We have a record of the past our body and, as Joe Dispenza says, “[Our body] is a record of the past.” When we suffer from CPTSD, someone could look at us a certain way and remind us of our narcissistic mother, and we can feel so enraged in the moment because we understand on some visceral level we're being judged. This person is trying to control us; they're being unjust, they're being unfair, there's manipulation happening, so all sorts of deep emotions can be triggered in the present just from the way someone looks at you. This is reactivity.
We don't want to be that reactive to things that are happening outside of us because that's where we lose our sense of control. We are giving our power over to external experiences, so there's great value in learning to regulate your emotions. At this stage of the process, you're trying to figure out what happened. What were the events that led up to this actual trigger?
Identify How Your Body Responds:
The next thing that you have to identify clearly is how your body responded. Label it write it out in your journal. For example: when so-and-so said this, my body reacted this way; I could feel my heart beat rapidly, my body began to sweat, my blood pressure went up, etc. So you want to identify how the trigger presents itself and what automatically happens in your body. Why? Because you can't fix a hole in the wall, you can't see.
So if you're highly reactive to someone accusing you of something that you're not guilty of, and you tend to react poorly to that person, whatever it is that happens as a result of you being triggered; unless you see what happens to you as a result of this trigger, you're not going to be able to fix it. So we're building your ability to be self-aware through self-inquiring questions, and then hopefully, you’ll be able to start feeling much calmer.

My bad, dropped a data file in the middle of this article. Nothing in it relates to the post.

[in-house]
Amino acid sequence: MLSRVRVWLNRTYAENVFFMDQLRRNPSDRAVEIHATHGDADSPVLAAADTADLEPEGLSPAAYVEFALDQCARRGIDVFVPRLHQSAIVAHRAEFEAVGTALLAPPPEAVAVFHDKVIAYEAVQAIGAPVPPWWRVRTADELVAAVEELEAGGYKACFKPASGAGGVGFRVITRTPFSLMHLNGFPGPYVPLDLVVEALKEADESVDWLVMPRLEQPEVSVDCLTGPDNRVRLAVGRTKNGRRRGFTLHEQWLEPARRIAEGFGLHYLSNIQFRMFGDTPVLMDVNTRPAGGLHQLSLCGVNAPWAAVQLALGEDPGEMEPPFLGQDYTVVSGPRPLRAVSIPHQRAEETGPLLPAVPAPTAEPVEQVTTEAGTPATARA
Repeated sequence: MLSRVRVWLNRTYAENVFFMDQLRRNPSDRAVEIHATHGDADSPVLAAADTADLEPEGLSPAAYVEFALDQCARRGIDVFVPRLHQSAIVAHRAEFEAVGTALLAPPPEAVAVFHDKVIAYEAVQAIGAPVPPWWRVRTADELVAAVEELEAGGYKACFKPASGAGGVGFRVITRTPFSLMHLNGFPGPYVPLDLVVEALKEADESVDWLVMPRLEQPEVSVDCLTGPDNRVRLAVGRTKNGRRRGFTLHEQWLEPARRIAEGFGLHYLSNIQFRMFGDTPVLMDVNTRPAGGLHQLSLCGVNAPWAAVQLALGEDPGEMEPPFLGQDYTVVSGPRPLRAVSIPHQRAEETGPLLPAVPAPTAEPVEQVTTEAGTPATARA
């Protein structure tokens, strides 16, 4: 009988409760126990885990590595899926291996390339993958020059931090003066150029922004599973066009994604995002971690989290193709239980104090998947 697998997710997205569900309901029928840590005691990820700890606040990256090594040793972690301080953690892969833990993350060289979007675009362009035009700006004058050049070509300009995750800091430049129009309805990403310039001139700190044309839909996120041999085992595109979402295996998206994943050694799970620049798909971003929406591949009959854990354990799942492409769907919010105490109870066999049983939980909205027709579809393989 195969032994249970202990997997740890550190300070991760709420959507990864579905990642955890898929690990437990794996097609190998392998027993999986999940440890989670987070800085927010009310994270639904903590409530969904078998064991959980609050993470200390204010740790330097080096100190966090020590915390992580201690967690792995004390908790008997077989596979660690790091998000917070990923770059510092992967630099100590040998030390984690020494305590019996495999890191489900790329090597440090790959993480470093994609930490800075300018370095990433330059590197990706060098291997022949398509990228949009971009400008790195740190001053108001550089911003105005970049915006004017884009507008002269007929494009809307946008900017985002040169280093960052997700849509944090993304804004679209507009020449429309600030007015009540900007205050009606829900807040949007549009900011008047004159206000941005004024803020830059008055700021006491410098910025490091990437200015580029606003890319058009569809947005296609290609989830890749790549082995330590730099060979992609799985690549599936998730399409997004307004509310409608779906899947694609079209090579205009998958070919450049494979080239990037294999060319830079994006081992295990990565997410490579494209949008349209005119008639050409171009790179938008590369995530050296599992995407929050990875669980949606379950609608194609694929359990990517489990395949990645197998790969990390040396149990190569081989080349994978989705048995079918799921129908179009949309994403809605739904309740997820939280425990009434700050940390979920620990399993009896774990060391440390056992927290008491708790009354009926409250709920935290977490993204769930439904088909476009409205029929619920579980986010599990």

Decide What To Do About How You Feel:
Now that you've walked through these steps, you're gaining some clarity, identifying how you feel, what the trigger was, how your body responded, and now you want to decide what you want to do about it. This is going to create forward-moving momentum in the direction that you desire.
For instance, if you're in a toxic relationship, here's your opportunity to decide: do I need to have a conversation? Do I need to set a boundary? Am I done? How many times have I been on this roller coaster? How many times have we had similar conversations? So now critical thinking comes in; you use the benefit of contrast with a calm mind space to decide what is best for you.
When it comes to toxic relationships, we have one of three choices:
- We set a boundary - look to change the situation.
- We accept it - we stay right where we are because we can't change the other person.
- We leave it
Those are our choices.